Today, modern Russia is evolving its own form of democracy, maybe not fast enough for western observers or in line with many of our liberal social norms, but for the benefit of and in line with the values of the Russian people. As an independent survey conducted during the 2007-2008 election survey showed, 59 percent of the population either approved or fully approved of Putin’s activities as president, with another 34 percent mixing approval and disapproval, and only 5 percent reporting outright disapproval (Hale and Colton). Evidence of the evolution of Russia’s democracy is clear, since stability has increased, the need for Putin’s strict bureaucracy has diminished and liberalization towards a less bureaucratic democracy has begun. Starting with the election of the most-liberal member of Putin’s inner circle, Dmitry Medvedev, to the post of President in 2008 and continuing to the parliamentary elections of Dec 4th 2011, when, “with 96% of the votes counted, Putin's United Russia party took the largest share of the vote…with 49.5%...But the numbers add up to a significant loss. United Russia stands to lose many of the 300 seats it currently holds in the 450-seat Duma -- Russia's parliament -- possibly shedding more than 60.” (Labott, CNN). This latest parliamentary election showing a growing number of different political parties being represented within the Duma, Putin’s United Russia has lost ground and given way to opposition.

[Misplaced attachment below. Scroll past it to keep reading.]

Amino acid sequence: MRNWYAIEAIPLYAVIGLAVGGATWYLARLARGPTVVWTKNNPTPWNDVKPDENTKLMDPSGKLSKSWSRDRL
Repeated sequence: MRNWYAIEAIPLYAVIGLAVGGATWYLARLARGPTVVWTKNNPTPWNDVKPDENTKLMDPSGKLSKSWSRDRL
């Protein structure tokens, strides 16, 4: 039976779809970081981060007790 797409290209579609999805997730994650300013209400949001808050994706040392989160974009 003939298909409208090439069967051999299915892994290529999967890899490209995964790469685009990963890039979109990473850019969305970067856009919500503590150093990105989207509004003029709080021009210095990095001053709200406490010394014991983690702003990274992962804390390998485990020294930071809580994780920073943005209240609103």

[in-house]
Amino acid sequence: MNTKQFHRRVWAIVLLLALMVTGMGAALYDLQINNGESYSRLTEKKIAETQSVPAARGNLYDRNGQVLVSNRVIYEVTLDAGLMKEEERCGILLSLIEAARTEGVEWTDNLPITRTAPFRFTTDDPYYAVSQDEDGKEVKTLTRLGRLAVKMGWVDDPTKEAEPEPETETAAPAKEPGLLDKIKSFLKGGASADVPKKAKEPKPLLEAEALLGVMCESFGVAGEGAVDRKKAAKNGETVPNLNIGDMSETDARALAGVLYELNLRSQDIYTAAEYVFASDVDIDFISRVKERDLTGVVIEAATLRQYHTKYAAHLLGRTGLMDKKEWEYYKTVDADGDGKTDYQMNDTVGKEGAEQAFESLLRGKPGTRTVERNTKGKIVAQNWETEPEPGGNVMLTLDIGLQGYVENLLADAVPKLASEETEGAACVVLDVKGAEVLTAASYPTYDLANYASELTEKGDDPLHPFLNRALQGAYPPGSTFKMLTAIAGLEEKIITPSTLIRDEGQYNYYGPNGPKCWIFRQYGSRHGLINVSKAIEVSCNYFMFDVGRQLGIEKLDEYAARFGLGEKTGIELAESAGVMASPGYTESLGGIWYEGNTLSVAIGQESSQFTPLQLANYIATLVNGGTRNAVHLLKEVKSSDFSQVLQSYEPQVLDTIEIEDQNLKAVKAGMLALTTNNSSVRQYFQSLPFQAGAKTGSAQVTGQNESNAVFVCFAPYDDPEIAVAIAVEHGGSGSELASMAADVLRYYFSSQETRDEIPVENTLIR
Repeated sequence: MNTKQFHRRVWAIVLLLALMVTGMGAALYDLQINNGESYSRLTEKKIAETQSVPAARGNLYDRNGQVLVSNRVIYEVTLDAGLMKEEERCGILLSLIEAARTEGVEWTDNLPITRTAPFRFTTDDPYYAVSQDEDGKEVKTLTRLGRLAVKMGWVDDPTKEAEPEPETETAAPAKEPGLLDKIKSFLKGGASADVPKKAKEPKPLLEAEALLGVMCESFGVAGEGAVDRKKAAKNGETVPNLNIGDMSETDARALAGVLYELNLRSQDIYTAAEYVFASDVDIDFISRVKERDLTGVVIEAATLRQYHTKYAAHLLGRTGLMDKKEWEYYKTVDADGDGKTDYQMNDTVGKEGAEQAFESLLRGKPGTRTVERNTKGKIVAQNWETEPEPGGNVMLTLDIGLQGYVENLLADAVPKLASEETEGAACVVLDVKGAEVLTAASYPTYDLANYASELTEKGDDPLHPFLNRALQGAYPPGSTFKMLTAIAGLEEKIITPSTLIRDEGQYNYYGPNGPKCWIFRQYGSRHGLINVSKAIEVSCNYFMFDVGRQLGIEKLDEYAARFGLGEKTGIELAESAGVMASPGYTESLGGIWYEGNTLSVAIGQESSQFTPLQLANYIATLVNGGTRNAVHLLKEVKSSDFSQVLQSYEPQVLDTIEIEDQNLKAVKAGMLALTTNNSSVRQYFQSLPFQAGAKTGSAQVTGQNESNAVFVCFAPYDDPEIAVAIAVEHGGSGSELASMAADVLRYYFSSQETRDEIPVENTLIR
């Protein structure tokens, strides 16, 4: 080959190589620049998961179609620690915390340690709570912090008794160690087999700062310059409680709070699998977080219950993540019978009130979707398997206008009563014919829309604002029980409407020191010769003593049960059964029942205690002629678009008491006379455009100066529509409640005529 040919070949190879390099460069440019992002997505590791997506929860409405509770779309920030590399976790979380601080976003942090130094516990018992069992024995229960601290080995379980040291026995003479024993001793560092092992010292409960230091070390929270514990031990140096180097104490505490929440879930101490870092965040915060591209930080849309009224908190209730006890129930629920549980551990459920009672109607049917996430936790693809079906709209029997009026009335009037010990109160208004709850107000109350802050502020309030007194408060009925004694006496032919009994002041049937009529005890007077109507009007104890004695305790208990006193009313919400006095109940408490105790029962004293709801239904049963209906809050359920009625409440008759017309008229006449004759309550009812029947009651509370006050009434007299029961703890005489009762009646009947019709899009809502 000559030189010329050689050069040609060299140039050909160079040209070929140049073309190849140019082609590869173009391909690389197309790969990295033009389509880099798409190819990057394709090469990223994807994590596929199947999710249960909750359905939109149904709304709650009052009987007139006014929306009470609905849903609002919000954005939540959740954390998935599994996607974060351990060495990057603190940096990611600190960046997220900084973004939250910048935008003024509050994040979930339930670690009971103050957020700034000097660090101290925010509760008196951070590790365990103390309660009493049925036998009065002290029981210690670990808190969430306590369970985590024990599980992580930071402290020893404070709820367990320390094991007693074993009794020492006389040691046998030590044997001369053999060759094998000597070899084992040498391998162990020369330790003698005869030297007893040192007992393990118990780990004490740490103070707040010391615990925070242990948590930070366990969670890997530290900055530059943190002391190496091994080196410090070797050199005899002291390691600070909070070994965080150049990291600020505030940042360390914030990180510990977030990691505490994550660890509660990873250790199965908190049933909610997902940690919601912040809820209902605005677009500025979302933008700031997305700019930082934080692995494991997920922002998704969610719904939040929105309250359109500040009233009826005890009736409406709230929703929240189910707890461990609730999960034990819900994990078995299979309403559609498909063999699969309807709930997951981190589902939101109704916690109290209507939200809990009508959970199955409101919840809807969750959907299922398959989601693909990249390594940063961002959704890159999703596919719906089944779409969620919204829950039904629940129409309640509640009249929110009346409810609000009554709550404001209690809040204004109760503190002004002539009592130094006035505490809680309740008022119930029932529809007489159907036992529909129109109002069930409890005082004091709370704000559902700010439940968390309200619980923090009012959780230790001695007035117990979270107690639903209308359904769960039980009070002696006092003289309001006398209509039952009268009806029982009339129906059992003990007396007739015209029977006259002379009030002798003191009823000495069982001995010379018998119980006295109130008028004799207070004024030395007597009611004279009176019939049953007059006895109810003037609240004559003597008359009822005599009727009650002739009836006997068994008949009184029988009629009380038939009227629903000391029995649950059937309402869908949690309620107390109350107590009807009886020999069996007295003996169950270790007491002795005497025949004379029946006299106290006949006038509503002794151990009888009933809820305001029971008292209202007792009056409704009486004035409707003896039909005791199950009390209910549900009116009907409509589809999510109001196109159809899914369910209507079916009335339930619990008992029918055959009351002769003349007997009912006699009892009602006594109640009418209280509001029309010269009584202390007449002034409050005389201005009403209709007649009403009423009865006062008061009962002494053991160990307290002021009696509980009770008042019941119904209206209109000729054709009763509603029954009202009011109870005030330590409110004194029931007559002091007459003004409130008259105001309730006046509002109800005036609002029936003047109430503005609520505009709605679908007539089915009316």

Hale, Henry E., and Timothy J. Colton. "Russians And The Putin-Medvedev "Tandemocracy": A Survey-Based Portrait Of The 2007-2008 Election Season."Problems Of Post-Communism 57.2 (2010): 3-20.